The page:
The Mustang is a simple, but powerful film about hope and redemption. In a cinema landscape cluttered with big budget CGI spectacles, a troubled man's connection with an untamed horse is a hidden gem. Belgian actor Matthias Schoenaerts is unrecognizable as a hardened prisoner. He delivers a quiet performance with moments of tense explosiveness. The Mustang is the feature length debut from French actress and screenwriter Laure de Clermont-Tonnerre. Kudos to this European tandem for telling a uniquely American story.
The Mustang begins with the U.S. government corralling a herd of wild horses. They are packed unto trucks and shipped to a Nevada prison. A program places the unbroken horses under the supervised care of felons. They have twelve weeks to train the animals for sale at auction. The lucky ones survive and are put to work. The rebellious scragglers are euthanized.
Matthias Schoenaerts stars as Roman Coleman, a dangerous convict simmering with rage . He's just been transferred to the prison after a long stretch in solitary confinement. Coleman is giving a chance to rehabilitate himself by cleaning up horse manure. The program chief (Bruce Dern) notices a connection between Coleman and a particularly rambunctious mustang. His pairing of the two leads to life changing realizations for man and beast. Coleman must overcome his anger and shame to reconnect with his young, pregnant daughter (Gideon Adlon).
Laure de Clermont-Tonnerre draws a parallel between the mustang and prisoner. Both were uncontrolled creatures, locked away in solitude, forced to adhere to structure. Obviously the horse is a wild animal that deserves to be free. Coleman senses its anger and fear. He must earn its trust. The scenes with the horse marks a vivid contrast with the daily ugliness of prison life. As Coleman confronts the magnitude of his crime, he also begins to bond with another prisoner (Jason Mitchell) in the program. These relationships are counter to the racially segregated prison gangs. It's a tightrope walk that eventually leads to trouble.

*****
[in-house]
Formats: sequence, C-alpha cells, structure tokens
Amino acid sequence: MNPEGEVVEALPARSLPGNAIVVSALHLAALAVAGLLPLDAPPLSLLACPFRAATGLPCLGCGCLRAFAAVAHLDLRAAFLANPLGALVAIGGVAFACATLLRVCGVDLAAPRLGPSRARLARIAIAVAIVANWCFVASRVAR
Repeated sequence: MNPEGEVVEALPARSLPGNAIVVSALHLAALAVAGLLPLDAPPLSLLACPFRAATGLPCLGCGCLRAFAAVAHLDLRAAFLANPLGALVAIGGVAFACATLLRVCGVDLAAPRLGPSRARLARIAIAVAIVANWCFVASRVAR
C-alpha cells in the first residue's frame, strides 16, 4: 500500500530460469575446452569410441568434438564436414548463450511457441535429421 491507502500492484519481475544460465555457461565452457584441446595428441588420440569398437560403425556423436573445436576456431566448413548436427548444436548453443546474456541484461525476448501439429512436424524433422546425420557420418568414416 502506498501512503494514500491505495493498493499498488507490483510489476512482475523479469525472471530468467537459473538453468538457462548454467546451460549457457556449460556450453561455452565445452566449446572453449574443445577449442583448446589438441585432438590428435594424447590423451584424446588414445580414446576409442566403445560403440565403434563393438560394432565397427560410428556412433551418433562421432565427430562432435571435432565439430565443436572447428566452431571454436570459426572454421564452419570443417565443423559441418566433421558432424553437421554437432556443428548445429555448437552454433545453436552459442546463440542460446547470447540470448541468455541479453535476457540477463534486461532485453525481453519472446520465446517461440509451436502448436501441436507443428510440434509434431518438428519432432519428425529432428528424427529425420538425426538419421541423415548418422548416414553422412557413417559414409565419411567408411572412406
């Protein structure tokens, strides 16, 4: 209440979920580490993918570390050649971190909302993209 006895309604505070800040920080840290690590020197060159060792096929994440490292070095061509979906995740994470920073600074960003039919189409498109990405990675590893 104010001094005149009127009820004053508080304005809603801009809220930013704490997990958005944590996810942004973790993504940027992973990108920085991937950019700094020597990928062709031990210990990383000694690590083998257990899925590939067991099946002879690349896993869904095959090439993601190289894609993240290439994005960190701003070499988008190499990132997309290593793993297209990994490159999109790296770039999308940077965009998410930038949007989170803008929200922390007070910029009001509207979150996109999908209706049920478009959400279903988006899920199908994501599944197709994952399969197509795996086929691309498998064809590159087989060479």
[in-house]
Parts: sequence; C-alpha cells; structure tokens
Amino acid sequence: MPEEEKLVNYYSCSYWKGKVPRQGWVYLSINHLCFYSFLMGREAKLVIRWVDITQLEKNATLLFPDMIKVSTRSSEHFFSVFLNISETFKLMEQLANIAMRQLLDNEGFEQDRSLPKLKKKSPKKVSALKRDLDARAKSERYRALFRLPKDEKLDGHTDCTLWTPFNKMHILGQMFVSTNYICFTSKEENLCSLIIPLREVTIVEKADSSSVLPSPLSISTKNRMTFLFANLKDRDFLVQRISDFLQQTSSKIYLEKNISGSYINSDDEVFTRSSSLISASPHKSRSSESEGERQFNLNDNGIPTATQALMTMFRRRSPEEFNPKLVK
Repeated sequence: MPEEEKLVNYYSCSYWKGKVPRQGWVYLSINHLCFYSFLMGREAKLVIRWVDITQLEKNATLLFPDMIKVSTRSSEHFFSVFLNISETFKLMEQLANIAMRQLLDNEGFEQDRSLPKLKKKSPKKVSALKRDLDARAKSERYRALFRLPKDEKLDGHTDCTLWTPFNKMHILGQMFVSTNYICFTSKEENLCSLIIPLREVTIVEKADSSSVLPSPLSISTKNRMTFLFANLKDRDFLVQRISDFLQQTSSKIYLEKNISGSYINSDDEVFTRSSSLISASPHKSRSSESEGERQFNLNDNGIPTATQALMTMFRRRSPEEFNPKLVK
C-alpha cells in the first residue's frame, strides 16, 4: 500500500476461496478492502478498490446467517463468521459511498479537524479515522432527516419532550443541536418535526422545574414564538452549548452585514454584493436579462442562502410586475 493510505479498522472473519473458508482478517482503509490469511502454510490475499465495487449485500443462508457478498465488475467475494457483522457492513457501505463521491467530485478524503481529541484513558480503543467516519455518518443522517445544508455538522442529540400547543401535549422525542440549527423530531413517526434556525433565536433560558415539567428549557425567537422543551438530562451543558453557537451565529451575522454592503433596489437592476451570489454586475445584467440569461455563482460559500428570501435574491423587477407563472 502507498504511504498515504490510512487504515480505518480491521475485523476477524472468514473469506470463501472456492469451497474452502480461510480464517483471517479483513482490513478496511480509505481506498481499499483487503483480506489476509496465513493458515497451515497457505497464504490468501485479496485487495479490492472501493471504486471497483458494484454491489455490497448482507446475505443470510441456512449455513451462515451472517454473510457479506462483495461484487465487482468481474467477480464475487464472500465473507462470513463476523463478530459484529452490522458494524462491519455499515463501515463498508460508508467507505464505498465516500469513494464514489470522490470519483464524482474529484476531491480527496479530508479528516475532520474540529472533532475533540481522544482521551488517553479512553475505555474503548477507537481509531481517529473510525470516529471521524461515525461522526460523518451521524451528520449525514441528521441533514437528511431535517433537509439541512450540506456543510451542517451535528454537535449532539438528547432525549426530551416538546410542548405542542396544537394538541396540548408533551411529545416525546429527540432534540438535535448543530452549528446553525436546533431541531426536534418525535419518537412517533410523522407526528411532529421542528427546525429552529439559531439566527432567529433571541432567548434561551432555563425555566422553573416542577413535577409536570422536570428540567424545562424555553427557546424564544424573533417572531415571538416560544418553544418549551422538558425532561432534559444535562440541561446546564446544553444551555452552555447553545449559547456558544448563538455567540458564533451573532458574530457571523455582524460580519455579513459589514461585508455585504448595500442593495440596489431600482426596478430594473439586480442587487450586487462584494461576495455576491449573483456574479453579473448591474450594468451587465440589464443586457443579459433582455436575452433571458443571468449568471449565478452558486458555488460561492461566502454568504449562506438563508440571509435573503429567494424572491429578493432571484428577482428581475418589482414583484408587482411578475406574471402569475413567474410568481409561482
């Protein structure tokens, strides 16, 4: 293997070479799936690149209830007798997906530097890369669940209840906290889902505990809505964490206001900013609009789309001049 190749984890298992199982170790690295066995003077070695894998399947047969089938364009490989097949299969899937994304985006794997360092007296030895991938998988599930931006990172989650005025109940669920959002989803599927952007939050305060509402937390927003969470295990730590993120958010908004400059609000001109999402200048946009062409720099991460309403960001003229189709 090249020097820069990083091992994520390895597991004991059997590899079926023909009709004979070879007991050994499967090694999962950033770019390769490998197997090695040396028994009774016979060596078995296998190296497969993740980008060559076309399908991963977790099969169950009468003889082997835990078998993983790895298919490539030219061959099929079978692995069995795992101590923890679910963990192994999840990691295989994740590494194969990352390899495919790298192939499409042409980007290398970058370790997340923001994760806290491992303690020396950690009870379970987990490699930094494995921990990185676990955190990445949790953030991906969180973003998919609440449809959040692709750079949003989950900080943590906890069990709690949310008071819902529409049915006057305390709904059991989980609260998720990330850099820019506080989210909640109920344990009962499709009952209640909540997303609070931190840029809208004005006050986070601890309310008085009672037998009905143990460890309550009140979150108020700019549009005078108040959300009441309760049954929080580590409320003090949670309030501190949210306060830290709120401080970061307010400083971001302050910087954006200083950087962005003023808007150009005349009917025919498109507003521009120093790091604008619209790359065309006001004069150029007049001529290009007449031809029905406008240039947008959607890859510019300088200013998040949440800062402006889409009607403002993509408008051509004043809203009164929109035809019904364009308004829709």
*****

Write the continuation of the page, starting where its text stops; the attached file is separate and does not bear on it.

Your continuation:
Matthias Schoenaerts has sparse dialogue in The Mustang. He barely speaks in the first act. His performance is almost entirely physical, especially in stature and with a fierce countenance. Coleman exudes an immensely threatening demeanor. This stone veneer softens as he interacts with the horse. When Coleman starts to open up, his words have significant weight. Schoenaerts, who's best known stateside for Red Sparrow and The Danish Girl, holds an acting clinic. Audiences unfamiliar with his work will be surprised he's not American.
The Mustang is beautifully shot. From the sweeping vistas of horses running free, to the cramped hellhole of prison confinement, Laure de Clermont-Tonnerre makes great use of her settings. She also establishes the bonds between the prisoners and horses with excellent visual cues. Coleman peers through his sliver of a window to see the horses in their corral. They represent freedom, if only in spirit from their stark surroundings. There's a poetic outlook to her filmmaking style.
The Mustang is an introspective film that requires patience. This is not a ten pages and a bang story. The film is a testament to the grace and elegance of the wild horses. What better way to discover humanity, than through a connection with a majestic animal. The Mustang is distributed by Focus Features, and will expand into wider release this Friday.